C. R. Babu

University of Delhi, Old Delhi, NCT, India

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Publications (85)157.71 Total impact

  • Amit Love · B D Banerjee · C R Babu
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    ABSTRACT: Assessment of oxidative stress levels and tissue concentrations of elements in plants growing wild on fly ash basins is critical for realistic hazard identification of fly ash disposal areas. Hitherto, levels of oxidative stress markers in plants growing wild on fly ash basins have not been adequately investigated. We report here concentrations of selected metal and metalloid elements and levels of oxidative stress markers in leaves of Cassia occidentalis growing wild on a fly ash basin (Badarpur Thermal Power Station site) and a reference site (Garhi Mandu Van site). Plants growing on the fly ash basin had significantly high foliar concentration of As, Ni, Pb and Se and low foliar concentration of Mn and Fe compared to the plants growing on the reference site. The plants inhabiting the fly ash basin showed signs of oxidative stress and had elevated levels of lipid peroxidation, electrolyte leakage from cells and low levels of chlorophyll a and total carotenoids compared to plants growing at the reference site. The levels of both protein thiols and nonprotein thiols were elevated in plants growing on the fly ash basin compared to plants growing on the reference site. However, no differences were observed in the levels of cysteine, reduced glutathione and oxidized glutathione in plants growing at both the sites. Our study suggests that: (1) fly ash triggers oxidative stress responses in plants growing wild on fly ash basin, and (2) elevated levels of protein thiols and nonprotein thiols may have a role in protecting the plants from environmental stress.
    No preview · Article · Jan 2013 · Environmental Monitoring and Assessment
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    Radhey Shyam Sharma · Vandana Mishra · Asif Mohmmed · Cherukuri Raghavendra Babu
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    ABSTRACT: Outer-membrane characteristics may determine the survivability of rhizobia under diverse abiotic and biotic stresses. Therefore, the role of lipopolysaccharides (LPS) and membrane proteins of two stem-nodulating bacteria of Sesbania rostrata (Azorhizobium caulinodans ORS571 and Rhizobium sp. WE7) in determining tolerance towards abiotic and biotic stresses (hydrophobics and phages) was investigated. Outer-membrane characteristics (LPS and membrane-protein profiles) of ORS571, WE7 and thirteen standard strains were distinct. ORS571 and WE7 also showed susceptibility towards morphologically distinct phages, i.e., ACSR16 (short-tailed) and WESR29 (long-tailed), respectively. ORS571 and WE7 were tolerant to hydrophobic compounds (triton X-100, rifampicin, crystal violet and deoxycholate). To ascertain the role of outer membrane characteristics in stress tolerance, phage-resistant transconjugant mutants of ORS571 (ORS571-M8 and ORS571-M20) and WE7 (WE7-M9) were developed. LPS- and membrane-protein profiles of mutants differed from that of respective wild types (ORS571 and WE7). In in vitro assay, phages got adsorbed onto purified LPS-membrane protein fractions of wild types. Phages did not adsorb onto membrane fraction of mutants and standard strains. Mutant with reduced expression of LPS (ORS571-M20 and WE7-M9) showed reduced tolerance towards hydrophobics. However, the tolerance was unaffected in mutant (ORS571-M8) where expression of LPS was not reduced but pattern was different. The tolerance level of mutants towards hydrophobics varied with the expression of LPS, whereas the specificity towards phages is correlated with the specific LPS pattern.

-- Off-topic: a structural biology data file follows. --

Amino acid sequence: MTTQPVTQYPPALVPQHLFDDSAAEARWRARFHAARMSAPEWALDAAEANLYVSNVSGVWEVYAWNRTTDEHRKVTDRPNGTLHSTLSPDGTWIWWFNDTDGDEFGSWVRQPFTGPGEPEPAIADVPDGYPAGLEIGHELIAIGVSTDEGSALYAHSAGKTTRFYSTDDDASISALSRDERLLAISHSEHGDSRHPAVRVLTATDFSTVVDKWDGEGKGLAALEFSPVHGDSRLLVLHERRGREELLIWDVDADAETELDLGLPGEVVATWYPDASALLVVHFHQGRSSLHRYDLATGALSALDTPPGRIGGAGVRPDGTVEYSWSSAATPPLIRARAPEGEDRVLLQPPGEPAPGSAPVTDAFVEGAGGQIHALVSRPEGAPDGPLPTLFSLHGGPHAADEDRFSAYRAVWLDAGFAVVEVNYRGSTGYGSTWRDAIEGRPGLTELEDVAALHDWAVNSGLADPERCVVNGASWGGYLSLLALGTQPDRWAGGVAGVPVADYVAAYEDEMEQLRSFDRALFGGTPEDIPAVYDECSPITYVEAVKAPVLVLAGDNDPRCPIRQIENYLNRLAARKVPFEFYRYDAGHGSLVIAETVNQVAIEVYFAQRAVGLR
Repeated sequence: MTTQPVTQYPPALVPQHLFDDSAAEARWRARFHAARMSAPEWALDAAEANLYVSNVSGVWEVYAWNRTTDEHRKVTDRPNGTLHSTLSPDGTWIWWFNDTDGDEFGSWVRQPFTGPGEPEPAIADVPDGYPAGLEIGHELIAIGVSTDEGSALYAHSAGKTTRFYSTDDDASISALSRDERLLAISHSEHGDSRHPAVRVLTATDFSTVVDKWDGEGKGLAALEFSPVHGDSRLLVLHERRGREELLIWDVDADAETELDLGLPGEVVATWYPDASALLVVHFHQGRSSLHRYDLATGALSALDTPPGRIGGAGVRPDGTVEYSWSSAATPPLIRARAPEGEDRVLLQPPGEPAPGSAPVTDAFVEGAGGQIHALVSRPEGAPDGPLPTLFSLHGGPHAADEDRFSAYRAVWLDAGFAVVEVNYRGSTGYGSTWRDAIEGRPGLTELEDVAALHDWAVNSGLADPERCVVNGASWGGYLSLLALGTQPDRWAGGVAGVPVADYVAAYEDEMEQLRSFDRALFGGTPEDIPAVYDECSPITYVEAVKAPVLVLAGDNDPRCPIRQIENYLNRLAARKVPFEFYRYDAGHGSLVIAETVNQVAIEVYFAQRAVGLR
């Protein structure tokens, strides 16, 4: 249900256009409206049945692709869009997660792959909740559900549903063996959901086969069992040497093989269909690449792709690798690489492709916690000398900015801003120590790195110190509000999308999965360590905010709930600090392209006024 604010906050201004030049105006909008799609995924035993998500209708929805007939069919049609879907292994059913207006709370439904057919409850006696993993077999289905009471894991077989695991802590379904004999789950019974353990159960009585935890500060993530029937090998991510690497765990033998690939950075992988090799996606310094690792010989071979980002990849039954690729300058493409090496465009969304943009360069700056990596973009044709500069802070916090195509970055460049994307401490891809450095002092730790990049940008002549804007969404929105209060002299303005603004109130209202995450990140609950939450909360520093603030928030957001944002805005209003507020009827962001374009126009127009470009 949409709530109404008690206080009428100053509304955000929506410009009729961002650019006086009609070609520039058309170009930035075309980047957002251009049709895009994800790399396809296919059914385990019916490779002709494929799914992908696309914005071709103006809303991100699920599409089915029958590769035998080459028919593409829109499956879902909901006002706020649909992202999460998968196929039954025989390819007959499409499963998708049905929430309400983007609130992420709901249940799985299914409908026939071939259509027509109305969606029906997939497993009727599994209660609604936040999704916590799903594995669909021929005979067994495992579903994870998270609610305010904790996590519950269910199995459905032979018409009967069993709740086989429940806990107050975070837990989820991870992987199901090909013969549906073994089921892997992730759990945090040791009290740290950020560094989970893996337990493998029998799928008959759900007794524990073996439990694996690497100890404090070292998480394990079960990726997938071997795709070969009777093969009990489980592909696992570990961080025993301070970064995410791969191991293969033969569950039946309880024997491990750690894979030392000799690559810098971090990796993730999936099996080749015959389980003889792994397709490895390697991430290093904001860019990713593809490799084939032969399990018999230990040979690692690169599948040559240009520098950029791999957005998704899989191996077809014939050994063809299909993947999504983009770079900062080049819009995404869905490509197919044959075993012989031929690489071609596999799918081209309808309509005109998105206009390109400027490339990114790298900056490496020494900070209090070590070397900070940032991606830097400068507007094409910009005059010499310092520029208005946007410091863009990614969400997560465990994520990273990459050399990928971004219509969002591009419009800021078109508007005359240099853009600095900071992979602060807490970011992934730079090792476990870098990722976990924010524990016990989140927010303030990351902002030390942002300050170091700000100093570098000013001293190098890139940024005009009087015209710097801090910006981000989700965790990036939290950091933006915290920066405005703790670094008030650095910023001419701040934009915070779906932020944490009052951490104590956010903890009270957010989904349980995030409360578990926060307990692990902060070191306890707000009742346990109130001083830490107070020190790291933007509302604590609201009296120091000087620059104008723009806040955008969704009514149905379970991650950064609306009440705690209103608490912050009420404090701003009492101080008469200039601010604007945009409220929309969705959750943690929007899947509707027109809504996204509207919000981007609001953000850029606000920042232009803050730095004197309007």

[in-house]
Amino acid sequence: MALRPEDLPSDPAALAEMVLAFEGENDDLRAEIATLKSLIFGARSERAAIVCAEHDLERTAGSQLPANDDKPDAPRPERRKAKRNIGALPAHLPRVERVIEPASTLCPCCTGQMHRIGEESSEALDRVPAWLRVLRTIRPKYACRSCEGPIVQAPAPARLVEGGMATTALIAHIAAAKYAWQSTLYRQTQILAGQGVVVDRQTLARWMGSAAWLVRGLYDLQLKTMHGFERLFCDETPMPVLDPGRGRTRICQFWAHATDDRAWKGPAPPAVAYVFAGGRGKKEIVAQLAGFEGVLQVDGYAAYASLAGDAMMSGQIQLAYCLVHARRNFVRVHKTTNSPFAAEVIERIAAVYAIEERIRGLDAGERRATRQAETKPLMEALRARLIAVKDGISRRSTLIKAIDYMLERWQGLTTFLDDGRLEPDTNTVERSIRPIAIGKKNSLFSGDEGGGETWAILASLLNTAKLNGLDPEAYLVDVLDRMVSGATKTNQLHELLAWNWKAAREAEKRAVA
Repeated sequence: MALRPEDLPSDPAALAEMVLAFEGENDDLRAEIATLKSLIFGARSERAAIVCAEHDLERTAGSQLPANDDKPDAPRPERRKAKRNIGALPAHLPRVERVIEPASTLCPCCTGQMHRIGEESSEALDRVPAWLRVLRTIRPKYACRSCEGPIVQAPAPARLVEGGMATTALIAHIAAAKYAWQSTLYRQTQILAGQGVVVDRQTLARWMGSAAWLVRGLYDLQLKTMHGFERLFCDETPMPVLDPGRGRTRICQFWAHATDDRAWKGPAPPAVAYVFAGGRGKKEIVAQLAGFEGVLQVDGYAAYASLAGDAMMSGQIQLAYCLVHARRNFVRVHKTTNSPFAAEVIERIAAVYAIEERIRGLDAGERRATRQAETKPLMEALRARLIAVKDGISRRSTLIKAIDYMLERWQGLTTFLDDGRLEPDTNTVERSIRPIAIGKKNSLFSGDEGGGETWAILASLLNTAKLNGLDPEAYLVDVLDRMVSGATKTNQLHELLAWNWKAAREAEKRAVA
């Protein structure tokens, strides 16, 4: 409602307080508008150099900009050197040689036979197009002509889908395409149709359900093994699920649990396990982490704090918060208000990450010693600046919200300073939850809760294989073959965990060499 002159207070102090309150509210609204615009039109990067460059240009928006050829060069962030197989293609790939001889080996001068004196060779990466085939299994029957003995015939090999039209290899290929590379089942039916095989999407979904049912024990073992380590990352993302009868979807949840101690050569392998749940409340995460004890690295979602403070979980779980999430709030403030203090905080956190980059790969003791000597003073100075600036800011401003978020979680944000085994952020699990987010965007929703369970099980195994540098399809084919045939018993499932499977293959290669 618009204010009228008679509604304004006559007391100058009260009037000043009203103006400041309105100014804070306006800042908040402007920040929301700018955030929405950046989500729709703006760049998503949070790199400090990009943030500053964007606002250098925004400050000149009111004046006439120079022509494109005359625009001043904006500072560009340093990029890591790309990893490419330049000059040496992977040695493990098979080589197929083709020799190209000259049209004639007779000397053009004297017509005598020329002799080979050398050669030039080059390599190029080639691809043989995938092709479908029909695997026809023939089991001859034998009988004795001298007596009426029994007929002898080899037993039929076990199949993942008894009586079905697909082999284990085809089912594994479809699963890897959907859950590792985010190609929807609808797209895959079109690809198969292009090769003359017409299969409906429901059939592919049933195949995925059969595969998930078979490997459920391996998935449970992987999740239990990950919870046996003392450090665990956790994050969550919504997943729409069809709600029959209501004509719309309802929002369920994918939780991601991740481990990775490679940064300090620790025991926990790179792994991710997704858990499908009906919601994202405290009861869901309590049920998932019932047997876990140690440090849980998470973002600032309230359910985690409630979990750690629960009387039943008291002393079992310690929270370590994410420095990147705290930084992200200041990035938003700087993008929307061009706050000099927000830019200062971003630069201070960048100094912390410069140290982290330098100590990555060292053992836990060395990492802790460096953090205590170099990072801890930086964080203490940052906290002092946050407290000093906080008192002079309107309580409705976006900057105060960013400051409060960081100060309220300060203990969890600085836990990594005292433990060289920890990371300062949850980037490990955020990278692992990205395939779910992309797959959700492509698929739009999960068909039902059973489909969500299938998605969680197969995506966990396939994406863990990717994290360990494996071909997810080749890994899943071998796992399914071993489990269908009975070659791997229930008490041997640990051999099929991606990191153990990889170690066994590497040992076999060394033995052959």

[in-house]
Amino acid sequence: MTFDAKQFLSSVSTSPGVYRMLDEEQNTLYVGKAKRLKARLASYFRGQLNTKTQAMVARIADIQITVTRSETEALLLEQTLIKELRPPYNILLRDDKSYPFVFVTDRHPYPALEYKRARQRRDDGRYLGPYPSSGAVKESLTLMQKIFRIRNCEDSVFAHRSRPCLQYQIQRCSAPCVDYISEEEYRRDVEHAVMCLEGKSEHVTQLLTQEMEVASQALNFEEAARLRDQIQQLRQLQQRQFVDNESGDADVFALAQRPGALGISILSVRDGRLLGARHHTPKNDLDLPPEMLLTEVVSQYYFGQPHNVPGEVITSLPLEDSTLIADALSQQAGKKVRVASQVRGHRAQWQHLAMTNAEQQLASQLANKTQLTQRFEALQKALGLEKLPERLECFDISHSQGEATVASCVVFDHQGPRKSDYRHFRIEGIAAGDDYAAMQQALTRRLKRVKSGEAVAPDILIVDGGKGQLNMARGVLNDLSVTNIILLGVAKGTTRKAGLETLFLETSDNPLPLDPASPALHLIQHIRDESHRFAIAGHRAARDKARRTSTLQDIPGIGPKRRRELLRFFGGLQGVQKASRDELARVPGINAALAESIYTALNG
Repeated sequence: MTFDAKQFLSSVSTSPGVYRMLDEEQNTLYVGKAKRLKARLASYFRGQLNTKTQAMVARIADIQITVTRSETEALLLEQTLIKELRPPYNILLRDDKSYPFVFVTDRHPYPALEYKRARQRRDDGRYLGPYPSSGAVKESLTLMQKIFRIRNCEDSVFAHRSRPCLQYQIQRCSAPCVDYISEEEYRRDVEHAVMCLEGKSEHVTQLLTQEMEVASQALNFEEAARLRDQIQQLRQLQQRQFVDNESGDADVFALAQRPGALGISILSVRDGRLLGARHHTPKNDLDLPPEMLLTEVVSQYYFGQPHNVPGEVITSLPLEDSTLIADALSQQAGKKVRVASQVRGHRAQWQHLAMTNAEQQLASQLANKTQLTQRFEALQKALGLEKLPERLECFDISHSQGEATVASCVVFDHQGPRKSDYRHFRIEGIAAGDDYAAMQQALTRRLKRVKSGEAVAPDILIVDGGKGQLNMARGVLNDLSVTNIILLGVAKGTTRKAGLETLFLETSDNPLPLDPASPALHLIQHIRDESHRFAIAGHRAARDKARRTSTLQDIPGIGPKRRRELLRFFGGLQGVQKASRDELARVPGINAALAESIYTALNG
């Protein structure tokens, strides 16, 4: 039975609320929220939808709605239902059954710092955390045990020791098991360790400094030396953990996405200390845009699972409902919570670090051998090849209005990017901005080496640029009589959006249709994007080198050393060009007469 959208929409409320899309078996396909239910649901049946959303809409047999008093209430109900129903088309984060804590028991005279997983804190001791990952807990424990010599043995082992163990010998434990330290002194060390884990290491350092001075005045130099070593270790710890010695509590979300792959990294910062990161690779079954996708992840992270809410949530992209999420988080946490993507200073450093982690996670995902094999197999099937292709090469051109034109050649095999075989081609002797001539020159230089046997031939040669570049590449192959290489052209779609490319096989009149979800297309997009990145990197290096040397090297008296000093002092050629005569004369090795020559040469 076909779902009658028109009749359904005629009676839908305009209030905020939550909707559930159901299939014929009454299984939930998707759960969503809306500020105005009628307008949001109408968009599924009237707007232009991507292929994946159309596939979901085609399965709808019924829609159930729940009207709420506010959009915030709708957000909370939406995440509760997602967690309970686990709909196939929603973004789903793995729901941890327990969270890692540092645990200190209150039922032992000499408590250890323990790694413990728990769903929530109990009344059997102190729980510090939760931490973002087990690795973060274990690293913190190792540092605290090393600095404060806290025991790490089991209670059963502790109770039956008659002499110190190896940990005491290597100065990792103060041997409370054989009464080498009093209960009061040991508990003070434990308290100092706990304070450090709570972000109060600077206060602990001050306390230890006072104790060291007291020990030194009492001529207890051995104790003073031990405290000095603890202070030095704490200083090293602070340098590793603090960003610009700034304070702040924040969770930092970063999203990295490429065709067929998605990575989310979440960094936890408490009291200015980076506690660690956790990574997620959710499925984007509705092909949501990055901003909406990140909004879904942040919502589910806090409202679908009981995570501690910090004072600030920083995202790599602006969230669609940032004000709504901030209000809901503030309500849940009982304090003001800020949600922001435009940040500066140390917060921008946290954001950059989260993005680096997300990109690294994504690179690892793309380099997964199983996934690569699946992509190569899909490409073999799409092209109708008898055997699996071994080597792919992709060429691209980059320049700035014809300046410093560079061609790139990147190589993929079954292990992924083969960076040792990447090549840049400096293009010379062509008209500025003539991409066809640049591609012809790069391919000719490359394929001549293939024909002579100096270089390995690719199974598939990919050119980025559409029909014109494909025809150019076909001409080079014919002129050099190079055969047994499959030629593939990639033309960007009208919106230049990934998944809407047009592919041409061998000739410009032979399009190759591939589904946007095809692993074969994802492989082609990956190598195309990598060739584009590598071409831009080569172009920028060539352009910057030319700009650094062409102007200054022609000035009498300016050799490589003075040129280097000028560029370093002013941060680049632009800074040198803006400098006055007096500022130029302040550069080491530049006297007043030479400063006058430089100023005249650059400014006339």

Full-text · Article · Jul 2011 · Current Microbiology
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    ABSTRACT: The genus Lantana has many species complexes, and L. camara is one of the aggressive alien weedy species complexes; species delimitation in these complexes is a nightmare for taxonomists. We examined the diversity in the chemical composition of foliar essential oils among morphotypes of Lantana species complexes inhabiting the same ecological gradient, and its taxonomic and ecological significance. The yields of essential oils varied from 0.1 to 0.79% in foliar hydrodistillates of eleven morphotypes, and a total of 39 chemical constituents were detected by GC/MS. The quantitative and qualitative variability in the composition of essential oils among morphotypes was very high, and hence they represent chemotypes. The diversity observed in the composition of essential oils appears to be of genetic origin and thus of taxonomic value. The formation of distinct clusters and sub-clusters at high distance cluster combine values also substantiates that the patterns of distribution of chemical constituents among morphotypes can be used in delimiting species and infraspecific taxa within the species complexes. The presence of beta-caryophyllene and other such compounds, which are known to prevent herbivory, in morphotypes of Lantana species complexes suggest that these compounds may provide selective advantage to Lantana over native species in the invasion of new and disturbed habitats.